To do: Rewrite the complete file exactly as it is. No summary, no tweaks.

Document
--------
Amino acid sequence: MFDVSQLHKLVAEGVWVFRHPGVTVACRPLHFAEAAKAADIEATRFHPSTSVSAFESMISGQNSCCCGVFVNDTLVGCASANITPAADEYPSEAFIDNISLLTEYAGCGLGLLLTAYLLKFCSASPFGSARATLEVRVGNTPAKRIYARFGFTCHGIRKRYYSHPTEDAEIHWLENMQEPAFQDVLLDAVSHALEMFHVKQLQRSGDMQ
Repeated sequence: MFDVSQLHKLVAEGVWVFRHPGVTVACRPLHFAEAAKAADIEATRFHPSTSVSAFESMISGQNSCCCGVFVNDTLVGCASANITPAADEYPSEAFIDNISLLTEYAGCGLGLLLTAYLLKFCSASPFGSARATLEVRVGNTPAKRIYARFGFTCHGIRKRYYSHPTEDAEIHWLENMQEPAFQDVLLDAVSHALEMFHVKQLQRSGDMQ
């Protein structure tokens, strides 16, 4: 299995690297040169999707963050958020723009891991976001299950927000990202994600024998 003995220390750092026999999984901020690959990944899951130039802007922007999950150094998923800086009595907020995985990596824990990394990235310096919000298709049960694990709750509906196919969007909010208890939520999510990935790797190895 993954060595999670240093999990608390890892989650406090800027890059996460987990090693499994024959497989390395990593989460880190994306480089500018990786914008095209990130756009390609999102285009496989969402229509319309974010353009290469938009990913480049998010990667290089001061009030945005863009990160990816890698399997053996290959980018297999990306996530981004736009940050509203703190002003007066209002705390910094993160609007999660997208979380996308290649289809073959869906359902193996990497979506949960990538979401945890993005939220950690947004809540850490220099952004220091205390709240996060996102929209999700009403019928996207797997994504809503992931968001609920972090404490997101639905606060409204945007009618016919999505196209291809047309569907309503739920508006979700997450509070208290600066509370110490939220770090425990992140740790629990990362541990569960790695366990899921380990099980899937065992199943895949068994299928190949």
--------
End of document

Amino acid sequence: MFDVSQLHKLVAEGVWVFRHPGVTVACRPLHFAEAAKAADIEATRFHPSTSVSAFESMISGQNSCCCGVFVNDTLVGCASANITPAADEYPSEAFIDNISLLTEYAGCGLGLLLTAYLLKFCSASPFGSARATLEVRVGNTPAKRIYARFGFTCHGIRKRYYSHPTEDAEIHWLENMQEPAFQDVLLDAVSHALEMFHVKQLQRSGDMQ
Repeated sequence: MFDVSQLHKLVAEGVWVFRHPGVTVACRPLHFAEAAKAADIEATRFHPSTSVSAFESMISGQNSCCCGVFVNDTLVGCASANITPAADEYPSEAFIDNISLLTEYAGCGLGLLLTAYLLKFCSASPFGSARATLEVRVGNTPAKRIYARFGFTCHGIRKRYYSHPTEDAEIHWLENMQEPAFQDVLLDAVSHALEMFHVKQLQRSGDMQ
């Protein structure tokens, strides 16, 4: 299995690297040169999707963050958020723009891991976001299950927000990202994600024998 003995220390750092026999999984901020690959990944899951130039802007922007999950150094998923800086009595907020995985990596824990990394990235310096919000298709049960694990709750509906196919969007909010208890939520999510990935790797190895 993954060595999670240093999990608390890892989650406090800027890059996460987990090693499994024959497989390395990593989460880190994306480089500018990786914008095209990130756009390609999102285009496989969402229509319309974010353009290469938009990913480049998010990667290089001061009030945005863009990160990816890698399997053996290959980018297999990306996530981004736009940050509203703190002003007066209002705390910094993160609007999660997208979380996308290649289809073959869906359902193996990497979506949960990538979401945890993005939220950690947004809540850490220099952004220091205390709240996060996102929209999700009403019928996207797997994504809503992931968001609920972090404490997101639905606060409204945007009618016919999505196209291809047309569907309503739920508006979700997450509070208290600066509370110490939220770090425990992140740790629990990362541990569960790695366990899921380990099980899937065992199943895949068994299928190949």